When you approach them, do it at a snails pace. We're talking a step a minute could be what it takes. Another thing is to go back every day for a week. Just keep visiting. Don't scare it off, just let it see you and get used to you (photograph the stilts, they are also cool birds.) As it learns you're not a threat, you'll be able to get closer.

There is a national wildlife refuge near me (where my last 2 heron pictures were from) that people like to walk and jog. This leads to the birds getting more comfortable around people. It's still odd to have a big eyeball pointed at you (they can see down your lens) but they'll know you aren't an immediate threat.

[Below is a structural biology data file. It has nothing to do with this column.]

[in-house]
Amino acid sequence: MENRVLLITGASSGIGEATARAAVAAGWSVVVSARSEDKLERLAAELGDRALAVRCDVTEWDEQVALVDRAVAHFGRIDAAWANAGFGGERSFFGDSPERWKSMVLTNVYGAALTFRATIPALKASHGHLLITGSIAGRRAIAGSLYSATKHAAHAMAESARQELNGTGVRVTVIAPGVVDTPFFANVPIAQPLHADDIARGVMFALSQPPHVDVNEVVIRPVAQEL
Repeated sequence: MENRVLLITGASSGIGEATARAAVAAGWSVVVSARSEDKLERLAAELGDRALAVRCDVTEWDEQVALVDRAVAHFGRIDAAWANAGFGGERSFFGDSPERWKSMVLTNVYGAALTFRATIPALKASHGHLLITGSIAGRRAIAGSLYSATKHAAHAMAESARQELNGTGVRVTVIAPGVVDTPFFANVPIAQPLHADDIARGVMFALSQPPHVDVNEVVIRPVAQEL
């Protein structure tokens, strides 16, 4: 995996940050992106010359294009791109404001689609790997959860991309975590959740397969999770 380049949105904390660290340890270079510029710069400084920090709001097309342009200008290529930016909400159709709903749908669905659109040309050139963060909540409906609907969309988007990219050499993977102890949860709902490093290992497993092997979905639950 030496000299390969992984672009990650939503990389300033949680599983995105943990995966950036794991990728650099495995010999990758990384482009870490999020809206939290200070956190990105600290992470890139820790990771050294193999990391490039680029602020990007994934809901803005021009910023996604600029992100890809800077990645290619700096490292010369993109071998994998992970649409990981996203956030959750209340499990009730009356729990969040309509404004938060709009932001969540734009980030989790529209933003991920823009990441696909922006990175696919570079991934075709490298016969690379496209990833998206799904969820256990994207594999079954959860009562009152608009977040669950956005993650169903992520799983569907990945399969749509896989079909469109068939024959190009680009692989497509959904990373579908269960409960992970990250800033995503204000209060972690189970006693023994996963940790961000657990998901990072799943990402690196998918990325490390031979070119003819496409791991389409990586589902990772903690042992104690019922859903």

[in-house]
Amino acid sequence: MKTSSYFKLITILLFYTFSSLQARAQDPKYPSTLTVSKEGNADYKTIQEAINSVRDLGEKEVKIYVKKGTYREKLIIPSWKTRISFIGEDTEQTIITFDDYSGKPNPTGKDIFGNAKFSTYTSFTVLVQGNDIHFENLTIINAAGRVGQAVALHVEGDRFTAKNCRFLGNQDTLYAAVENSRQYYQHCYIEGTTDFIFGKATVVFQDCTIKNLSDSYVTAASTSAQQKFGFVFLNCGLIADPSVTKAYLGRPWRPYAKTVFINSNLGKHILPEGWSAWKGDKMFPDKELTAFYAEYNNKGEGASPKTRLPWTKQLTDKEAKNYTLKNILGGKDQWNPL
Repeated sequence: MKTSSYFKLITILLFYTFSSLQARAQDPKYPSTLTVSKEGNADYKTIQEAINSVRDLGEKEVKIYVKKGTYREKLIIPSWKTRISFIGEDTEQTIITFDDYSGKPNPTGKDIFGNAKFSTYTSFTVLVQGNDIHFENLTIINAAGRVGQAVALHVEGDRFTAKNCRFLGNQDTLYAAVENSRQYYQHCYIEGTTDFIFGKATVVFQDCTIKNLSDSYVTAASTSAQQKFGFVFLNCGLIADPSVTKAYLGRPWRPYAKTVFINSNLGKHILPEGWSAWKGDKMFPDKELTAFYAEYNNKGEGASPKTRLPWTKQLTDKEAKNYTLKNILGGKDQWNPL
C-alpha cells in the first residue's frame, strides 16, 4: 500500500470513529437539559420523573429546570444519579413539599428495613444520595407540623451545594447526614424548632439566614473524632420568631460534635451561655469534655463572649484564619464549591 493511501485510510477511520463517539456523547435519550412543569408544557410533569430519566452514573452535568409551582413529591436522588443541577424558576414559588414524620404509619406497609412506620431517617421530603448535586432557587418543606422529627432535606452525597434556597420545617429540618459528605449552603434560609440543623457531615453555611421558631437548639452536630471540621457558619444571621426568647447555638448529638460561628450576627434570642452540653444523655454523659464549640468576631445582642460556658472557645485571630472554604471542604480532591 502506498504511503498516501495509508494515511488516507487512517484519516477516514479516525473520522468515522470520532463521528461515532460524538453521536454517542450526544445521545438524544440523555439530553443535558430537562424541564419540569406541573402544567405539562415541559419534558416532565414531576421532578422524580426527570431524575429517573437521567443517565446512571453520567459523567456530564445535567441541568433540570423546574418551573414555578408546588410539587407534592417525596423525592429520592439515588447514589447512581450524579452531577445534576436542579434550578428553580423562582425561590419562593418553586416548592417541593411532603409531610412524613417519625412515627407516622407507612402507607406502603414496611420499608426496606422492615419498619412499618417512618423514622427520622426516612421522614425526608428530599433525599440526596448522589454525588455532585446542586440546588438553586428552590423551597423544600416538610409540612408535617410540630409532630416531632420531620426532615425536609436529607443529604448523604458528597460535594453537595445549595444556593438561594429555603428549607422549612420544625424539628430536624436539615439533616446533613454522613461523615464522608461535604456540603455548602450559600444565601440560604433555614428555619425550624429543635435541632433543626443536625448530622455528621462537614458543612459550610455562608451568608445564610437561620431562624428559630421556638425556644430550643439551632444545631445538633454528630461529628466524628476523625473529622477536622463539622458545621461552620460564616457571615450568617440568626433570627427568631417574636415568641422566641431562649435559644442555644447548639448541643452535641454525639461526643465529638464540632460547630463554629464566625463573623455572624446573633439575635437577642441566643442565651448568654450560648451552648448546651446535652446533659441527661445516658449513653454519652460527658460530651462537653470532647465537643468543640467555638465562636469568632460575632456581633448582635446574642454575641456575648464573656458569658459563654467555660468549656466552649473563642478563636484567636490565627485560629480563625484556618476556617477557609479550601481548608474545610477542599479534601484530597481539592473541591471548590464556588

bobbyz
If you can help it, don't scare the bird away. That costs it energy which it will have to make up by eating more. If it can't find enough food, then you endanger its life. This isn't as much of a worry in summer as it is in winter (less food in winter) but it's still a good habit to get in to. Learn what it looks like when disturbed and pay attention to it. It's the nice thing to do.

Eric
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Old Jul 7, 2004, 1:34 PM   #6
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eric s,

Thanks for all the info. Some great stuff there I can definitely use.

The roosting info is great. That makes me feel much better about not spooking it off on my sneak into the pond in the dark. Your info about the heron maybe not being there first thing but they come in later from their roost will give me the patience to sit and wait.